An independent report by Harvard scholar, Love Rönnelid, on the EU’s proposed Multilateral Investment Court.
Key points of the report include:
- There is no clear evidence that countries signing treaties that give special rights to investors will actually attract more foreign direct investment.
- Some of the EU’s bilateral trade agreements already contain ISDS mechanisms, but this has not led to significant problems in Europe so far because these agreements are with countries whose investors are focused on developing countries instead. As the EU creates agreements with countries like Canada, the United States and Singapore, whose investors do focus on European countries, this may lead to significant investment disputes in Europe.
- Investor-state dispute settlement mechanisms in bilateral trade deals have already been judged as incompatible with EU law by the European Court of Justice (Achmea v. Slovakia).
- The proposal gives no new legal rights to states and local communities affected by the operations of foreign investors. This contradicts the approach in most EU Member States that tries to balance investor rights with investor obligations.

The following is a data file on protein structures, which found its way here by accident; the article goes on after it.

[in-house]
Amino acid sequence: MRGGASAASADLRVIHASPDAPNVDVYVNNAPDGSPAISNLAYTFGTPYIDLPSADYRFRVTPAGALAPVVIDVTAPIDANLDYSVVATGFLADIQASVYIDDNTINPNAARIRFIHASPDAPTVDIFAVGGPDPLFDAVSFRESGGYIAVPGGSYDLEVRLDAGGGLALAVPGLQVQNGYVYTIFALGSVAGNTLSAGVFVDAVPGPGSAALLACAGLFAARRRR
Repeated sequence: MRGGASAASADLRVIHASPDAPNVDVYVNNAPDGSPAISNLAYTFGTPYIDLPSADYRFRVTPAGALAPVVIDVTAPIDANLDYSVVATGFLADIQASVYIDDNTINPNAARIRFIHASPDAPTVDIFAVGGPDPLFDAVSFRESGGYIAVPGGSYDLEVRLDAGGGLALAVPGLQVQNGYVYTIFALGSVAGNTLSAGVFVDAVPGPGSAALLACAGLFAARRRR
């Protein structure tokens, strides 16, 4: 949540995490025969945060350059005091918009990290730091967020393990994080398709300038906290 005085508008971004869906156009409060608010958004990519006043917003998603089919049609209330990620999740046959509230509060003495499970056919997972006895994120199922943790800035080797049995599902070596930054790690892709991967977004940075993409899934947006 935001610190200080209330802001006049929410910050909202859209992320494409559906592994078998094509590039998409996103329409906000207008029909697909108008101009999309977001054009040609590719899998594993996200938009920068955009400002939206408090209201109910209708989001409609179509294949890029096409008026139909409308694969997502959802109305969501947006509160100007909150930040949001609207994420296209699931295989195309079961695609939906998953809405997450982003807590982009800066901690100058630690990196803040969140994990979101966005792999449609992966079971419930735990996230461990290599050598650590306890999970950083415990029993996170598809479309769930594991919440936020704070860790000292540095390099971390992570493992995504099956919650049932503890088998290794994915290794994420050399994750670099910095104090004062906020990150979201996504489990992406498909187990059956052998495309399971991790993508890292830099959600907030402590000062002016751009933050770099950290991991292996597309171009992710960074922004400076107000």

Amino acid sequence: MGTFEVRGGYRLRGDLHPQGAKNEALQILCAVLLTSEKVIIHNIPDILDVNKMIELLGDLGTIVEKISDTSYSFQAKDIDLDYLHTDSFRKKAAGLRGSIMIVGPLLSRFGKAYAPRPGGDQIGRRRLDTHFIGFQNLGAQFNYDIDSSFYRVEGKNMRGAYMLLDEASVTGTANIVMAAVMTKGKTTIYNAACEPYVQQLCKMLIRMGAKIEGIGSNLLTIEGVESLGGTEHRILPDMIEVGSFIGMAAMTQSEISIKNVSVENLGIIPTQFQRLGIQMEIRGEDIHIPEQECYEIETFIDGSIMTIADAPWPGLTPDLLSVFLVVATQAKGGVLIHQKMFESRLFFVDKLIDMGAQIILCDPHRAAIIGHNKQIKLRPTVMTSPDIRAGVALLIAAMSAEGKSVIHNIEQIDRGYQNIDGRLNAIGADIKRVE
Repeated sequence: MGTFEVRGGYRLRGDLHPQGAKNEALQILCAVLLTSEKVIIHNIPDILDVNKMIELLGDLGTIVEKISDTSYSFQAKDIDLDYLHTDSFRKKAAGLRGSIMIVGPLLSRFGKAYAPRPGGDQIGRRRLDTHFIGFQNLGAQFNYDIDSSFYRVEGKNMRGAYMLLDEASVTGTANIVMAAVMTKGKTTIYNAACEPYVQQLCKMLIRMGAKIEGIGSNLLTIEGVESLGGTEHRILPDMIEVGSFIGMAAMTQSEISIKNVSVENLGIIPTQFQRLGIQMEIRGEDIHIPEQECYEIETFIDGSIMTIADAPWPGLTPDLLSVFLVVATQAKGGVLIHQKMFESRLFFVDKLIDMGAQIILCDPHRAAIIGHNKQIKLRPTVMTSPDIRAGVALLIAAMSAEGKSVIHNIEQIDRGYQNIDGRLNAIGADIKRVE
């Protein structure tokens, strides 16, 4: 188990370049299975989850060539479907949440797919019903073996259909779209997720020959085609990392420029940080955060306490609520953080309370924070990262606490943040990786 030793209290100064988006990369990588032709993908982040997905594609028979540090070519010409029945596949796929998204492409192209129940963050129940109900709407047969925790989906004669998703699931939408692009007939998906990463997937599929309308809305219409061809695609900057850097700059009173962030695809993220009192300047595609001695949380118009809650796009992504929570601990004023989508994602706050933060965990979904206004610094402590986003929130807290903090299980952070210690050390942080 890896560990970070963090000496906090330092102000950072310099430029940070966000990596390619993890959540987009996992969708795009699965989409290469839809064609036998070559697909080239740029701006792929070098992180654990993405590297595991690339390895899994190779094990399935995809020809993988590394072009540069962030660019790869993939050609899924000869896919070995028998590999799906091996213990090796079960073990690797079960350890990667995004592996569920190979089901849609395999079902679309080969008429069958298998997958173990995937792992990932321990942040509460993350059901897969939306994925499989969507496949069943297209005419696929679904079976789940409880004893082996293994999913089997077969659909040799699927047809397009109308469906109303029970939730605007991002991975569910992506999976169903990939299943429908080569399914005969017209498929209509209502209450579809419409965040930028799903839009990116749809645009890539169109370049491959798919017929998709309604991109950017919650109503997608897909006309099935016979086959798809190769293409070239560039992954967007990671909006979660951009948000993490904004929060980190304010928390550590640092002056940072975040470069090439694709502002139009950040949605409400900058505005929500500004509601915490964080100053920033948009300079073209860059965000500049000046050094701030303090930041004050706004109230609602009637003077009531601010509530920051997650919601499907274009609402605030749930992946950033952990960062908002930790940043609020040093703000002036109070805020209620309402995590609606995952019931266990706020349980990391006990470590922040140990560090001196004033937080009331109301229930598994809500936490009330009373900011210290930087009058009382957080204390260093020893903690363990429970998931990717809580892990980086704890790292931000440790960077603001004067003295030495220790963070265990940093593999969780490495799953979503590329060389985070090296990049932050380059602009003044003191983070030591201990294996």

- The MIC is likely to have a ‘regulatory chill’ effect, in which governments are deterred from regulating on human rights and environmental sustainability due to fear of litigation from foreign investors.
- Investment insurance, which has been proposed as a better alternative to the MIC, would also have a ‘regulatory chill’ effect, due to the fact that investment insurance is often backed by states budgets.
- Successful development strategies used by China, South Korea and Taiwan would not be possible for other developing countries if they would sign onto the Multilateral Investment Court.
- This proposal comes from a long history of European trade in which colonial investors used international agreements to gain special privileges with negative impacts on local populations.